Residents of all ages, faiths, backgrounds and walks of life converged on the park, high above the Palisades, with the picturesque Manhattan skyline behind them.
"It was an outstanding outpouring of people, an overflow crowd," said Weehawken Mayor Richard Turner. "They all came to share in the remembrance and honor those who died and honor the heroes who helped rescue victims that day. We had no idea how large it would get. But everyone wanted to be in Hamilton Plaza to pay their respect to the victims."
The ceremony was an interfaith gathering, with religious representatives from all the area denominational groups invited to participate. Among those in attendance were Rev. Robert Emery, the pastor of St. Lawrence Roman Catholic Church; Birgid Solano, the pastor of Good Shepherd Lutheran Church, and Rabbi Robert Scheinberg of the United Synagogue of Hoboken. Each offered words of remembrance and words of healing.
Rev. L.W. Guilfoyle of the Park United Methodist Church and P.V. Patel of the International Swaminarayan Satsang Temple were invited to participate, but had other engagements to attend that evening.
Emery, who also serves as the township's chaplain for public safety, also presided over a similar candlelight prayer service that took place only a few days after the attacks.
"This one had a very different mood than the one last year," Emery said. "That was more somber, with a funereal-like tone. This one had a sense of peacefulness, a greater sense of patriotism. It was like we were coming together again a year later and we haven't been beaten, having a greater sense of quiet resolve."
Recording artist Linda Chorney sang "God Bless America," while Weehawken High School student Elizabeth Kallert read Abraham Lincoln's Gettysburg Address.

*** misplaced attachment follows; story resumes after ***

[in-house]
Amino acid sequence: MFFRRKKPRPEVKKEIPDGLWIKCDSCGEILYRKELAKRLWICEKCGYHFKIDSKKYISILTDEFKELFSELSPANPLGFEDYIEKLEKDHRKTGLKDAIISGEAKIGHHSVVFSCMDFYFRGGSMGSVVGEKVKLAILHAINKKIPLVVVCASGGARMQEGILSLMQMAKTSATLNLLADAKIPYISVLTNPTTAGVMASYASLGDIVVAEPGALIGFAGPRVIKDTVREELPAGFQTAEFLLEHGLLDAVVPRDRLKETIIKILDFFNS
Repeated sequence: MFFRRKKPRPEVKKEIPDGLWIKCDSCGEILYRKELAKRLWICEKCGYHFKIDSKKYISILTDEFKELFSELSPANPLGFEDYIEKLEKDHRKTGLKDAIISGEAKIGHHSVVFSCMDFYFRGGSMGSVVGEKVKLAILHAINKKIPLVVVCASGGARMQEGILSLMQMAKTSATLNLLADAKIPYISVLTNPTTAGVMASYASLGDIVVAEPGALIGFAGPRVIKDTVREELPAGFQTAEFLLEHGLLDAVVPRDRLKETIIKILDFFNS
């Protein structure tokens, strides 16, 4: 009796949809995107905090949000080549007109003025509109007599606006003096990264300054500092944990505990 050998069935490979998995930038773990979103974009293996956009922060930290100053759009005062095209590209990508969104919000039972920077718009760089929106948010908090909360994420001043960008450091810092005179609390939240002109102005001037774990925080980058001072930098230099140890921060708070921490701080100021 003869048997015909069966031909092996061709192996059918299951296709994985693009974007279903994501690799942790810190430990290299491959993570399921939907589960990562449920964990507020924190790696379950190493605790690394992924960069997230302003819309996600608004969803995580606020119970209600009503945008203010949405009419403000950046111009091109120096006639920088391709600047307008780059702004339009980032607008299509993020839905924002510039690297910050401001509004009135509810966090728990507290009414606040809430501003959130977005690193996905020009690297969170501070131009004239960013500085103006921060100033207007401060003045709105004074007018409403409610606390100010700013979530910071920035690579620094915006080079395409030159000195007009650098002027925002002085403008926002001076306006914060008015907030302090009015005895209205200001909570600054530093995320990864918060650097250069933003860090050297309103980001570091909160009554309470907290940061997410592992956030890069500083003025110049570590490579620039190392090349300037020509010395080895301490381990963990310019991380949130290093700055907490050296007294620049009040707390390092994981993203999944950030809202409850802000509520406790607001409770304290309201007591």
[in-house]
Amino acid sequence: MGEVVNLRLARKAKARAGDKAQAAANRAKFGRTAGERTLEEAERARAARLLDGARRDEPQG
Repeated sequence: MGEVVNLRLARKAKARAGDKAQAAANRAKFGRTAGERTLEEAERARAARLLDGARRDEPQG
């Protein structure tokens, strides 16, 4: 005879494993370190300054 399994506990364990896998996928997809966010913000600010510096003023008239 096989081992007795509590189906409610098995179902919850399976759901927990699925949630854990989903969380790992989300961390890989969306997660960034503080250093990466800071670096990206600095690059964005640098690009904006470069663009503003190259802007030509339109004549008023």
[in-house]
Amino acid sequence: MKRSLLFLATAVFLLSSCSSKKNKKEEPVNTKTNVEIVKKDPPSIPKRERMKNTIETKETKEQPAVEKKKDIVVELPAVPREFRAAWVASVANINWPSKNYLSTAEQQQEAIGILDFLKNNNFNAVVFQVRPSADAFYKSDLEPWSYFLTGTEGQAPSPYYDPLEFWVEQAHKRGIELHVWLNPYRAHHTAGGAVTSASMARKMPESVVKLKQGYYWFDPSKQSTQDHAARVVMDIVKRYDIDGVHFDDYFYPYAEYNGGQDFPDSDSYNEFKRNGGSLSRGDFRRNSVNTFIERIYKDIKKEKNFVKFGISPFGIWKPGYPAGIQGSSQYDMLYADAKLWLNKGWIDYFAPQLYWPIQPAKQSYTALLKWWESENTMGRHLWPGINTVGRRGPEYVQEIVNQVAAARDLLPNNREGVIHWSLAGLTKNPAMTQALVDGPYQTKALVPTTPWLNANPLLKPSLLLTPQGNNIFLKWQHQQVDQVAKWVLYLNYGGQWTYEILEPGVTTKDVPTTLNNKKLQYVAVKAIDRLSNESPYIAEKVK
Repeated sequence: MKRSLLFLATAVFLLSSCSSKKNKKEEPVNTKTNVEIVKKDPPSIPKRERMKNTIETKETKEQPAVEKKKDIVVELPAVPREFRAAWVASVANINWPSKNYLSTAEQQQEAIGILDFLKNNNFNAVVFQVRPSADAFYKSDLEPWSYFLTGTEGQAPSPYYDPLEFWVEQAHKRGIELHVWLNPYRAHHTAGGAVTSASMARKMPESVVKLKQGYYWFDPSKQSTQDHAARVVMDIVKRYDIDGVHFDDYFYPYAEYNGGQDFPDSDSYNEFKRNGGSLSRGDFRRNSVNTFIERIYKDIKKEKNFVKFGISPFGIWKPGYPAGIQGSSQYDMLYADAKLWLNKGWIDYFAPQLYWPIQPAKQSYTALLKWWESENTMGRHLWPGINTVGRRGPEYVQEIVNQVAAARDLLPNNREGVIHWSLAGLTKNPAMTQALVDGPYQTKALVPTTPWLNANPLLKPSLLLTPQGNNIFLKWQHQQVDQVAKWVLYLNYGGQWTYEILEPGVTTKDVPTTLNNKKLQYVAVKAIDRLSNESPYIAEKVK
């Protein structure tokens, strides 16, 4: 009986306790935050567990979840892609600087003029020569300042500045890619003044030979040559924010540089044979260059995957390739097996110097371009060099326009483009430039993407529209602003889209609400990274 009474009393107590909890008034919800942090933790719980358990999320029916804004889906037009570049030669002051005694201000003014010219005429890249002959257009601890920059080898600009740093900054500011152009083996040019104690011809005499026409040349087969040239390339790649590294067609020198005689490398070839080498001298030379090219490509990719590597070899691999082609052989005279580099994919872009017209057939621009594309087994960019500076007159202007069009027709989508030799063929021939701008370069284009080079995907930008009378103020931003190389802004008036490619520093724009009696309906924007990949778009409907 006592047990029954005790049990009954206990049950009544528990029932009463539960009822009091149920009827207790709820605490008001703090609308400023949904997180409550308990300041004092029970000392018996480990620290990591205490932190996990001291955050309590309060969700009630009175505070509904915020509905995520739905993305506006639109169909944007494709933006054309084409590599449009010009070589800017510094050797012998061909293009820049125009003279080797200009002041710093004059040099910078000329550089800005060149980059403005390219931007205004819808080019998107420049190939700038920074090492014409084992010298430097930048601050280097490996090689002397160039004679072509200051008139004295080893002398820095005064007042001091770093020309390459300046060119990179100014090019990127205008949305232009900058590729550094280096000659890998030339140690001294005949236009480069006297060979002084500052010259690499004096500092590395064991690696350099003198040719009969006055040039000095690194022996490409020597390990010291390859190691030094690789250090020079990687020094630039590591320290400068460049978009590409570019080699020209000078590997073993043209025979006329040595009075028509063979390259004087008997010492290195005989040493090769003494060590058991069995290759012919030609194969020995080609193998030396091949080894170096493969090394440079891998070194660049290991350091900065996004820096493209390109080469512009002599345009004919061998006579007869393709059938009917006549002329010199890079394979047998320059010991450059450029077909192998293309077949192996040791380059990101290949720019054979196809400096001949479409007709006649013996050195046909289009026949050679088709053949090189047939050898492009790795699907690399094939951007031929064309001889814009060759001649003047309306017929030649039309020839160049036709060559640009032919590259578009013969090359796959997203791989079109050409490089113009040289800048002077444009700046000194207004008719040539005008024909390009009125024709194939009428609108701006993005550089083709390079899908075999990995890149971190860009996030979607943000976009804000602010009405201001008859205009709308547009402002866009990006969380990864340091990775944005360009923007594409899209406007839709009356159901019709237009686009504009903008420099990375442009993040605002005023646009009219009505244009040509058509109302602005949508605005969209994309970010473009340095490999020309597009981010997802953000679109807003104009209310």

An unexpected guest was U.S. Navy Chief Jeffrey Gilroy, who is stationed in Bangor, Wash., but had recently participated in the military flag relay, presenting an American flag from the Pentagon to Shankersville, Penn., then finally to Ground Zero.
"He heard about our ceremony while in New York and wanted to be there," Turner said.
While the names of the four Weehawken residents who perished, namely Chris Gray, Eric Evans, Peter Klein and Robert Vicario, were read aloud as part of the ceremony, there were no family members present at the ceremony. Turner had reached out to the families.
"They all said that they were remembering the day with family members and friends on their own and we respected that," Turner said.
Turner said that a monument will be placed in Hamilton Park Plaza, with the names of the four fallen residents engraved on it, sometime in the near future. Turner hopes that family members will be in attendance for that private ceremony, at their convenience.
While Emery expected a large turnout, Turner was surprised. "People came out by the hundreds," Turner said. "We passed out flags and candles. And throughout the whole area, there was total silence. You can still see the disbelief. I thought we were going to have a much smaller crowd, but the people came out. They stayed, they lingered. It was a true sense of community."
"What happened a year ago was still on their minds," Emery said. "They had not let go of the pain and certainly had not forgotten."
Emery said that he was very pleased that the ceremony was one of interfaith.
"I think it was so important to have the community all come together," Emery said. "It fosters the idea that we are all connected in some way. We chose not to have anything at our parish, because it was more important to come together in a larger fashion, as a large community. I do like to see different faiths coming together, because it is a sign of unity. It was a privilege for me to be there."